Diabetes Health

Take a Stand against Sitting

Dr Richa Kulkarni explains the hazards of prolonged sitting

Stand rather than sit

According to the Institute of Medicine and Public Health, prolonged sitting at one place results in multiple risks for the human body. It advises against sitting at one place for a longer time either in front of the television or computer or driving a car. Prolonged sitting increases the risk of cardiovascular disease, Type 2 Diabetes and obesity. For adults with Type 2 Diabetes, it is also related to poor glucose management.

The reason behind this increased level of disorders is the immobility of the body. Our body is made to move and lack of movement causes our body to fail us. Inventions and innovations over the last century that were designed to reduce the amount of physical work are counterproductive because they prevent us from sufficiently moving our body. The muscle activity needed for even minute movements of the body, such as standing or even walking, triggers important processes related to the breakdown of fats and sugar. Prolonged sitting hampers these processes and increases your health risks.

Movement matters

Ultimately movement is extremely necessary to the body, even if it is in small amounts.

It allows your metabolism to remove glucose from your bloodstream and reduce fat levels in your blood, both reduces the insulin resistance. Body movements matter because regular physical activity can:

  • aid in weight loss and weight maintenance
  • improve cardio-respiratory fitness improve cholesterol and blood pressure levels
  • aid in glucose management
  • help prevent conditions like Diabetes,
  • heart disease, stroke and a number of cancers

A 2003 study in the Archives of Internal Medicine found that there was 40 per cent reduced risk of death in people with Diabetes who walked at least two hours a week and lower still for those who walked either more, or more vigorously.


Ideally everyone, not just people with risk of developing Diabetes, should exercise for 30 minutes and also do some light activity like standing and walking. Along with the movement, hydration is of utmost importance. Sedentary lifestyle causes hydration level to decrease and causes dehydration which leads to multiple problems like cramps in the lower limbs, swelling in the feet etc.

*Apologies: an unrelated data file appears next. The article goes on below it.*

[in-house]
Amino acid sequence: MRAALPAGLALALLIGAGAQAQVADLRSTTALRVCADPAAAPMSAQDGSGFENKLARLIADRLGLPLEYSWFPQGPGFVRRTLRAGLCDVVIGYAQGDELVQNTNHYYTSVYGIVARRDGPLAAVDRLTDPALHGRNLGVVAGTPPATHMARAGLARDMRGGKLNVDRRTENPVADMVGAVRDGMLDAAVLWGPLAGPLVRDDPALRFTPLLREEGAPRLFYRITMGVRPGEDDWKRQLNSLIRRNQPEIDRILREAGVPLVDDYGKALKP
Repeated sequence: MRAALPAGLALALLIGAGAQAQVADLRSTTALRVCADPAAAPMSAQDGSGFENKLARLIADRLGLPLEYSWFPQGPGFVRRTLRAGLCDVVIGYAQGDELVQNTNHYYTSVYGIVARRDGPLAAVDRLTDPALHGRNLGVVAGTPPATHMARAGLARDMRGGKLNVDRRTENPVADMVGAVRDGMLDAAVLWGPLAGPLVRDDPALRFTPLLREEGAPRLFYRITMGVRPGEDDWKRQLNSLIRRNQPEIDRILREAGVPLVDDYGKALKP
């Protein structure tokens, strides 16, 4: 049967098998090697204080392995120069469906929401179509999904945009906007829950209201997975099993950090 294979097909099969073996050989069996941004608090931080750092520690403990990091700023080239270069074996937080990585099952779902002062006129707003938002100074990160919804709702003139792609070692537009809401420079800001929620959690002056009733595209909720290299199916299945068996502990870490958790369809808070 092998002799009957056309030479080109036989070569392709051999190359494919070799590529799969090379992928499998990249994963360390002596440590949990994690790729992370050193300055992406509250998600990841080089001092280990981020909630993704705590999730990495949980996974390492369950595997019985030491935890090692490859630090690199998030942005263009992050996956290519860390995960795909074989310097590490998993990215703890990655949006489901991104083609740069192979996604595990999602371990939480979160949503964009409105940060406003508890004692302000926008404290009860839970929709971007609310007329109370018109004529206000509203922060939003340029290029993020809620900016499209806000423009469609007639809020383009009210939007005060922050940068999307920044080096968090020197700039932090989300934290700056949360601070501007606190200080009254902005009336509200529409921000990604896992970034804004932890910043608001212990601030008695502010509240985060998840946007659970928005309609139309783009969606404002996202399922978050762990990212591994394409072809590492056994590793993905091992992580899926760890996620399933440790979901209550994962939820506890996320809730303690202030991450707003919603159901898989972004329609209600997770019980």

Encourage Movement

  • Walk to work, if possible
  • Walk an extra lap or two around the shopping mall before you go to the billing desk
  • Use the stairs instead of an elevator
  • Parking your car a couple of spots farther away and walk to reach your destination
  • Use a simple, easy-to-use pedometer which can be worn every day. This helps keep score of your daily step counts
  • Wear amply cushioned socks from reliable brands, which are well-padded in areas with the most impact and friction
  • Buy shoes in the late afternoon or evening as fluid in the feet tends to build over the course of the day

It is essential to drink at least 3 litres of water every day for the human body. But for people who have diabetic ketoacidosis, water intake is restricted. It is recommended to consult your doctor before beginning or modifying any exercise regime.

Along with hydration and light movements, people can also perform simple exercises at their workplace which can help them maintain their blood sugar levels. Simple exercises that can be done at the desk include:

  • Standing
  • Push-ups against the wall
  • Marching in place
  • Chair twisting to improve lower back pain and stiffness
  • Arm curls with simple weights like water bottles
  • Leg curls
  • Shoulder stretches like forward and upward shoulder stretch

The American Diabetes Association recommends at least 150 minutes of moderate intensity aerobic activity per week. Swimming is a great way to keep fit. This includes at least two days of strength training sessions and two sessions aimed at improving balance and flexibility – if you are still at risk. After every 40 minutes of sitting, a few minutes of light activity is recommended throughout the day.

People believe that one hour at the gym is sufficient, but actually it’s not. According to one study, high levels of moderate-intensity exercises – that’s about 60 to 70 minutes per day of something like brisk walking or swimming – reduce the health risks associated with prolonged sitting, but they do not eliminate them. So, moderate-intensity exercises alone are not sufficient to offset the hazards of non-stop sitting. It is equally necessary to stay active and moving throughout the day.

To conclude

Considering everything, standing and other light physical activity along with moderate-intensity exercises are essential, if you lead a sedentary lifestyle. After all, people who are physically active are happier, more satisfied, get less sick, have a better quality of life and tend to do more in life.

Dr Richa Kulkarni is a consultant Physiotherapist.

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